A nifty two-hander that’s generally aware of its limitations, “Me/The Other” strips away the thin veneer of trust between two fishermen — one Italian, the other Tunisian — to reveal the ever-present fear of the other. Worthy debut feature by Tunisian-in-exile Mohsen Melliti occasionally gets the tone wrong, briefly lurching into over-heightened emotions, but in general, does a respectable job of exposing misplaced personal attitudes and the insidiousness of media fear-mongering. Local biz on May release was unsurprisingly weak for such a self-consciously stripped-down work, though latter quality should appeal to fest auds.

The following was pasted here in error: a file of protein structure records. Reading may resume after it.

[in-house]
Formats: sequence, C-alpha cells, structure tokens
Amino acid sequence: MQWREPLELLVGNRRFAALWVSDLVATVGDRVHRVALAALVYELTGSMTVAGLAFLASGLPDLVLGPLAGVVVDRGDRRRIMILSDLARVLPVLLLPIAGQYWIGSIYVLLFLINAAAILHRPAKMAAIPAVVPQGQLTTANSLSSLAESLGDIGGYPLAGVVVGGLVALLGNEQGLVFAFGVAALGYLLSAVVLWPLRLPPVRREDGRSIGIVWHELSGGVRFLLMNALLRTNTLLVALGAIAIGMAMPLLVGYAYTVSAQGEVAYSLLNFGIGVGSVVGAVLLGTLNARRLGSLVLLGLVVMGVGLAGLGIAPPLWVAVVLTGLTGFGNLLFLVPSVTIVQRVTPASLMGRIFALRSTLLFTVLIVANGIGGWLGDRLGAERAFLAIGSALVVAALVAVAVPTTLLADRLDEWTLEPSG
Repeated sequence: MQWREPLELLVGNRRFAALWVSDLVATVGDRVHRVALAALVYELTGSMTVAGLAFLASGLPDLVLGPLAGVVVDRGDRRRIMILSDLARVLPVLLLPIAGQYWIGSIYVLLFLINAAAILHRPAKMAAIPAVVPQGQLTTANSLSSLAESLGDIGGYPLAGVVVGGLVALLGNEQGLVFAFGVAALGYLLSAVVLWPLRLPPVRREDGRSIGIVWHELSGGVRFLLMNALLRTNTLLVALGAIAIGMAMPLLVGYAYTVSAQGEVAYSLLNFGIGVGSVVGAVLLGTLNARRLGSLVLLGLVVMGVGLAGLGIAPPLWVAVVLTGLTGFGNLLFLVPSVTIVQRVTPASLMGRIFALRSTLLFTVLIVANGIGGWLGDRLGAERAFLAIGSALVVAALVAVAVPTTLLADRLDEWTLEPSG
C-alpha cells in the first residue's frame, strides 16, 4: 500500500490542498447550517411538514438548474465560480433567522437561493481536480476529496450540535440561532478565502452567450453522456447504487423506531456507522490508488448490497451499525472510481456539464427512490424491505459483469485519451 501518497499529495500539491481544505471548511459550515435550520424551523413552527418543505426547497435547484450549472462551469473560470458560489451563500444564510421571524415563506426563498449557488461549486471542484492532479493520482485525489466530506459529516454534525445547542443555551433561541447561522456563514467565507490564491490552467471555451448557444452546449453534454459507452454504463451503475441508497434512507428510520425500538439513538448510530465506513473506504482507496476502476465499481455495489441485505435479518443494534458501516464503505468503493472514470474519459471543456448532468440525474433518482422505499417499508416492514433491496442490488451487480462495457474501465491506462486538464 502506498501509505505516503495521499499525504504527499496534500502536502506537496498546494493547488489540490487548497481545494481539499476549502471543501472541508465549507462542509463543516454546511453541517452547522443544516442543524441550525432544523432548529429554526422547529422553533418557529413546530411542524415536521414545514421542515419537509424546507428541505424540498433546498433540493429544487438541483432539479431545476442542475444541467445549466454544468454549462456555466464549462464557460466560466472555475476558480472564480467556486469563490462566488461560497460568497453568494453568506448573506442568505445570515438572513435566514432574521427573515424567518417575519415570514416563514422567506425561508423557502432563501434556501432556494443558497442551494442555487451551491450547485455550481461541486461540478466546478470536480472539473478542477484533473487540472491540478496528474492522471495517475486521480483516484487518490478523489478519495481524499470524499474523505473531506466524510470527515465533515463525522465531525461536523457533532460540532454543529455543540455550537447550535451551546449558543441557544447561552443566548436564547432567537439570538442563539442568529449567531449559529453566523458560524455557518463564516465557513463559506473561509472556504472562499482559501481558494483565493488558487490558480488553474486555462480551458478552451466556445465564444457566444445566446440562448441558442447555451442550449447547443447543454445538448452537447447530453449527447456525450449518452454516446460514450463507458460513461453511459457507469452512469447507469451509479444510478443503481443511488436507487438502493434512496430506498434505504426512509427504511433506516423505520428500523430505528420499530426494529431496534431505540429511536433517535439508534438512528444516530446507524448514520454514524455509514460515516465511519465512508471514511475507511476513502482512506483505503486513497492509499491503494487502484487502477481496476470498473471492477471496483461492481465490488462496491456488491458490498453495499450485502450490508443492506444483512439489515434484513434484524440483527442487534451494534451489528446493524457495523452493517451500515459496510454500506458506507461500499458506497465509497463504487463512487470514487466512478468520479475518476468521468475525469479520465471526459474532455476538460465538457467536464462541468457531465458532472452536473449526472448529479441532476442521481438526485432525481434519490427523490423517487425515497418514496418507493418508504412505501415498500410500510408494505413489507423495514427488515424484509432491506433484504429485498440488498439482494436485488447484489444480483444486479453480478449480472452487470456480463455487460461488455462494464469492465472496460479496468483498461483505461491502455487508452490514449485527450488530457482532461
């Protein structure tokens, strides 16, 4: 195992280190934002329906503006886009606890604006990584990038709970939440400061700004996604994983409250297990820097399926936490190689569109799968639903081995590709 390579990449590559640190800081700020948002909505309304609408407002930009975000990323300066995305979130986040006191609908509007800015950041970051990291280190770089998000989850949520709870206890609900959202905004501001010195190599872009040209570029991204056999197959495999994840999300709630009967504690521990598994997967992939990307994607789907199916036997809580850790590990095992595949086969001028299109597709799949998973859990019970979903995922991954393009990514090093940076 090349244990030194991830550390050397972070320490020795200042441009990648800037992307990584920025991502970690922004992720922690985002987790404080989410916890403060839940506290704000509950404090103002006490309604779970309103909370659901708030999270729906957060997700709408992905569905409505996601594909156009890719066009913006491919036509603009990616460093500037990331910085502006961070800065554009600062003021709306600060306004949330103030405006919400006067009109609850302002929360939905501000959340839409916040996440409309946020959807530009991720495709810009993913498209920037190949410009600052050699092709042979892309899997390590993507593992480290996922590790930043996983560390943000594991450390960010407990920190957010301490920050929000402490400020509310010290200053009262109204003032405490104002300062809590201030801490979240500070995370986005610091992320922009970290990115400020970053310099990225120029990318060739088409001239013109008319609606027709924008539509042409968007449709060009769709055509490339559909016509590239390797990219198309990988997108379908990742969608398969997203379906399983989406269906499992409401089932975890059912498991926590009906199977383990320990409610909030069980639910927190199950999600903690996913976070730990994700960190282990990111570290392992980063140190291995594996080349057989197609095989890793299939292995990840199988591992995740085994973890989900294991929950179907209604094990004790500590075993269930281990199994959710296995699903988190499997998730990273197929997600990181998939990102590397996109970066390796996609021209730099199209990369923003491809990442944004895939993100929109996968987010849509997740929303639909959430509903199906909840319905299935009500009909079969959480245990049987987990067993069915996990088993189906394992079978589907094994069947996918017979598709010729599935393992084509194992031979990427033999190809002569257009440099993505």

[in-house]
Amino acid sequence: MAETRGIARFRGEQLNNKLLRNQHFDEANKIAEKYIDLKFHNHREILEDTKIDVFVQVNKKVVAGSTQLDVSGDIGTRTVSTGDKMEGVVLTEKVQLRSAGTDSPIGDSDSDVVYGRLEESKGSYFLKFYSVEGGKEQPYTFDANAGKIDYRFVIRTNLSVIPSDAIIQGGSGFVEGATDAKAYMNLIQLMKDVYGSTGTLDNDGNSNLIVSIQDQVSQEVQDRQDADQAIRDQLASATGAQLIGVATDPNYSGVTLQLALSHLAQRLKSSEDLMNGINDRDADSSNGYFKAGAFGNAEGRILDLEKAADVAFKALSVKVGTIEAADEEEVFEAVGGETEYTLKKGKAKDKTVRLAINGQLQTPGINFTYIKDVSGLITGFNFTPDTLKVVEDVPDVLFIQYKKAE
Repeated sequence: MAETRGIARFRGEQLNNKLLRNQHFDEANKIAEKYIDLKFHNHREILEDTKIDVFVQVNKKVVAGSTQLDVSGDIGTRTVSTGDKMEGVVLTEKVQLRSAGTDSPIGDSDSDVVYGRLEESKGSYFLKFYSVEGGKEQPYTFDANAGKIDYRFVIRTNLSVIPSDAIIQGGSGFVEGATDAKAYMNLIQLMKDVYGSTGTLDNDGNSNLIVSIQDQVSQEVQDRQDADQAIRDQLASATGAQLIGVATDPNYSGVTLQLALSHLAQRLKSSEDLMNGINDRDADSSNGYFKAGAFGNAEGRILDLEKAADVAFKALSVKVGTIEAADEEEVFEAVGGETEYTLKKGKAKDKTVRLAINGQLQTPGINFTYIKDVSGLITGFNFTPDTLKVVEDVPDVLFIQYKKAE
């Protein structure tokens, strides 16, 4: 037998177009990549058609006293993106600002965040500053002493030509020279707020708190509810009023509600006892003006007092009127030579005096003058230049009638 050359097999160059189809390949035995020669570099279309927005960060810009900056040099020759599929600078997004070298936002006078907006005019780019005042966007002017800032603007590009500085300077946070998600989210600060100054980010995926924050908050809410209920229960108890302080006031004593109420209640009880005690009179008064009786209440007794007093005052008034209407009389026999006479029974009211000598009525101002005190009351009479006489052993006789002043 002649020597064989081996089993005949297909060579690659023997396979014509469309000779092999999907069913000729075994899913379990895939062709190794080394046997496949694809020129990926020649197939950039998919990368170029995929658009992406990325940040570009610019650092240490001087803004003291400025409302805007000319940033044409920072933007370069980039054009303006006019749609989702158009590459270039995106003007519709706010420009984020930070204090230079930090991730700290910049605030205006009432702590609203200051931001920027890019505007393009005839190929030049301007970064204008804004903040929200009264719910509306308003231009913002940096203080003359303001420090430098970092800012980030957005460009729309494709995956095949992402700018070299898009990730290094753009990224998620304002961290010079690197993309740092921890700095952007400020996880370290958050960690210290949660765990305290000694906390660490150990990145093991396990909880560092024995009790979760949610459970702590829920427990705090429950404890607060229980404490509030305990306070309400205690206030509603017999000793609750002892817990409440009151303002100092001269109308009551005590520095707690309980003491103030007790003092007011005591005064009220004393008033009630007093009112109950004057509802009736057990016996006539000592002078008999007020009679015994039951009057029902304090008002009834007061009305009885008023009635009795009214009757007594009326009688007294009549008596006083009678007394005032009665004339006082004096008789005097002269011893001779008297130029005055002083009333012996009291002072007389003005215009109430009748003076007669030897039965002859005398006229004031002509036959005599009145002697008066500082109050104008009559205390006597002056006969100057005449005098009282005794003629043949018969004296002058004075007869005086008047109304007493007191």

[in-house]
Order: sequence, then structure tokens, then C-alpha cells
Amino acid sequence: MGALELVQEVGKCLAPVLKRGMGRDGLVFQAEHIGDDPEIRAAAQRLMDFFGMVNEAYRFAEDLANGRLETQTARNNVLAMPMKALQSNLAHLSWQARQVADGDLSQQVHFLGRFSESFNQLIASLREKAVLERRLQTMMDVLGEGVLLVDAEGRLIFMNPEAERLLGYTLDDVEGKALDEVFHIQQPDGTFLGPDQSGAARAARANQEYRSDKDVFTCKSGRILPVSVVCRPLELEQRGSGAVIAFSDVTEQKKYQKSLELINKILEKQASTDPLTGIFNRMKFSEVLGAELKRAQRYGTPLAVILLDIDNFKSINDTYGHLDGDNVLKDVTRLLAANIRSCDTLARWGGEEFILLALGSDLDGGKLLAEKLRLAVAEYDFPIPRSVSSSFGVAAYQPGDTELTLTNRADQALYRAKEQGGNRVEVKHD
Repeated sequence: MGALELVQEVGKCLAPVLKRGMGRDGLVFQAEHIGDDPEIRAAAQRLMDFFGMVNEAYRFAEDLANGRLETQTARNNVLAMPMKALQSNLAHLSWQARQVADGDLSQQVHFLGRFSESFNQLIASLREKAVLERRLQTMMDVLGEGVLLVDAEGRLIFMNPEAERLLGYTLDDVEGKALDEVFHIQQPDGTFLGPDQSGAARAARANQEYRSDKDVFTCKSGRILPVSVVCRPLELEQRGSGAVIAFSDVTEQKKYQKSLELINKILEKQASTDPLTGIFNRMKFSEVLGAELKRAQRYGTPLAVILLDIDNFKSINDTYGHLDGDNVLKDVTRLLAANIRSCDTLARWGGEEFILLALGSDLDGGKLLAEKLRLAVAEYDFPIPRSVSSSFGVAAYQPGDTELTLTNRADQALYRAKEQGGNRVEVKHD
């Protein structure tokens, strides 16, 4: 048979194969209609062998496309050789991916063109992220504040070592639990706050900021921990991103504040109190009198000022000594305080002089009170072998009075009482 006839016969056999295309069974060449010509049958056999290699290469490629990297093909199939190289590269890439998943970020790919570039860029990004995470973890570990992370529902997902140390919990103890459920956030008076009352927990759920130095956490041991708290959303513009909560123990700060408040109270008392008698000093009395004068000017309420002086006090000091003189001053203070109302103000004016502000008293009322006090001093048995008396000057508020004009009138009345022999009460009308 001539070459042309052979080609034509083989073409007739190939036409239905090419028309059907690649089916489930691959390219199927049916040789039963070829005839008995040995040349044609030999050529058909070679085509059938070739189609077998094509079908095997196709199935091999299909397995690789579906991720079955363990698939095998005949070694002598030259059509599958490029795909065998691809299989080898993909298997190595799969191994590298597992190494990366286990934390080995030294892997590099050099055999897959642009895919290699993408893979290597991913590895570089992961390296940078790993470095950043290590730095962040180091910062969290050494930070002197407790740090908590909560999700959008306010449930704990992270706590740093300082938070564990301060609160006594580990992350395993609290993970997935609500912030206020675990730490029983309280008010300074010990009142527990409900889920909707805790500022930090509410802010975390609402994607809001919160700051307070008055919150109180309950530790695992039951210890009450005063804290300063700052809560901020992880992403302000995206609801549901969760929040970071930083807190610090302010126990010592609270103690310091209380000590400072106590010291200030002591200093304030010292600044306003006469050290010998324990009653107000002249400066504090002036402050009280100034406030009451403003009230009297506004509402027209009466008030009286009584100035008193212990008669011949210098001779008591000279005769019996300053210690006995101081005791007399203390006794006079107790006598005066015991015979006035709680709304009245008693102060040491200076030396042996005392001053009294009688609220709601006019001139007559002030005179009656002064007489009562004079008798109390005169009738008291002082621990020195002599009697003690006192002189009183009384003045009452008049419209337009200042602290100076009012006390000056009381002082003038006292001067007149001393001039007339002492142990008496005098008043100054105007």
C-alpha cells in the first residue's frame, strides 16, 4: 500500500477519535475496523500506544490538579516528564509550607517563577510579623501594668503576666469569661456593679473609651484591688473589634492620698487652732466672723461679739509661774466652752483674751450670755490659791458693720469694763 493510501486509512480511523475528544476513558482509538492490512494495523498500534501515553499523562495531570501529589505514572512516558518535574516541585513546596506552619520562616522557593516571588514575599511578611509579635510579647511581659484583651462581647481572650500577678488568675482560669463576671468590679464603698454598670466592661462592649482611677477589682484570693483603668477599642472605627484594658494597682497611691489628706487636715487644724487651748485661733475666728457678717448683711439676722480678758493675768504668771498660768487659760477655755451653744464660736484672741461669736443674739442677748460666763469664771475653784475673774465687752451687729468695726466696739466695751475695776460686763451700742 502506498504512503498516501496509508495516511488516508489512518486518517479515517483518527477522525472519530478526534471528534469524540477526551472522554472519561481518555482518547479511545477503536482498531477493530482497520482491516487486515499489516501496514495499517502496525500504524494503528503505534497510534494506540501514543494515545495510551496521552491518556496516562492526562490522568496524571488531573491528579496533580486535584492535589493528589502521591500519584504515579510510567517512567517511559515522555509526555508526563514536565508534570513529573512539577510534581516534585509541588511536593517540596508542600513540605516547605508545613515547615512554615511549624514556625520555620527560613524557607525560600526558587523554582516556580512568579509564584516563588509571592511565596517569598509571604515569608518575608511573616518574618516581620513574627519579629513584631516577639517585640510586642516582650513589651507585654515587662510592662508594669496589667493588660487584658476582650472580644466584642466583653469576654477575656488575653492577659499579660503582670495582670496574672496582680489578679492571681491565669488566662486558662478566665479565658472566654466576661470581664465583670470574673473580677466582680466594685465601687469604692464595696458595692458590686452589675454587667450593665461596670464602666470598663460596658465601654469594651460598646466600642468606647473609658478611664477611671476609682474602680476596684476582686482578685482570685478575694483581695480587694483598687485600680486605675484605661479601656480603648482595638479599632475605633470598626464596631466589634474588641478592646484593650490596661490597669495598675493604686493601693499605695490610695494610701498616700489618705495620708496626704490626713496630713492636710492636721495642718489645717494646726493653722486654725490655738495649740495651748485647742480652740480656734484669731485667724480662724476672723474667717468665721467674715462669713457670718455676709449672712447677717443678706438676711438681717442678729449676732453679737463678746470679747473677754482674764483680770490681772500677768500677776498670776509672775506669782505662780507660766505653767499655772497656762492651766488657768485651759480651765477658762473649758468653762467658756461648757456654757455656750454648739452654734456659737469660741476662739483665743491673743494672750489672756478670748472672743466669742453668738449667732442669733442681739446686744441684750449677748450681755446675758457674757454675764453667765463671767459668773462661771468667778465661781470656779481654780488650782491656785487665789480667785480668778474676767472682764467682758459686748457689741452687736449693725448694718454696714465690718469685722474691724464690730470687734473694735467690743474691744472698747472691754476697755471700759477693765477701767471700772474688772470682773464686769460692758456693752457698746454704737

Further distancing himself from his heartthrob image, Raoul Bova produced and stars as Giuseppe, a Sicilian fisherman in partnership with Yousef Ben Ali (Giovanni Martorana). Out at sea, they overhear radio reports about a suspected terrorist, also named Yousef Ben Ali, leading Giuseppe to second-guess his old friend. The unsophisticated Giuseppe becomes so convinced of Yousef’s double life that he locks the guy into the hold, but Yousef escapes and a cat-and-mouse game ensues. Thesping is fine, and Melliti is especially good at foregrounding the isolation at sea, where radio reports create a dangerous air of suspicion.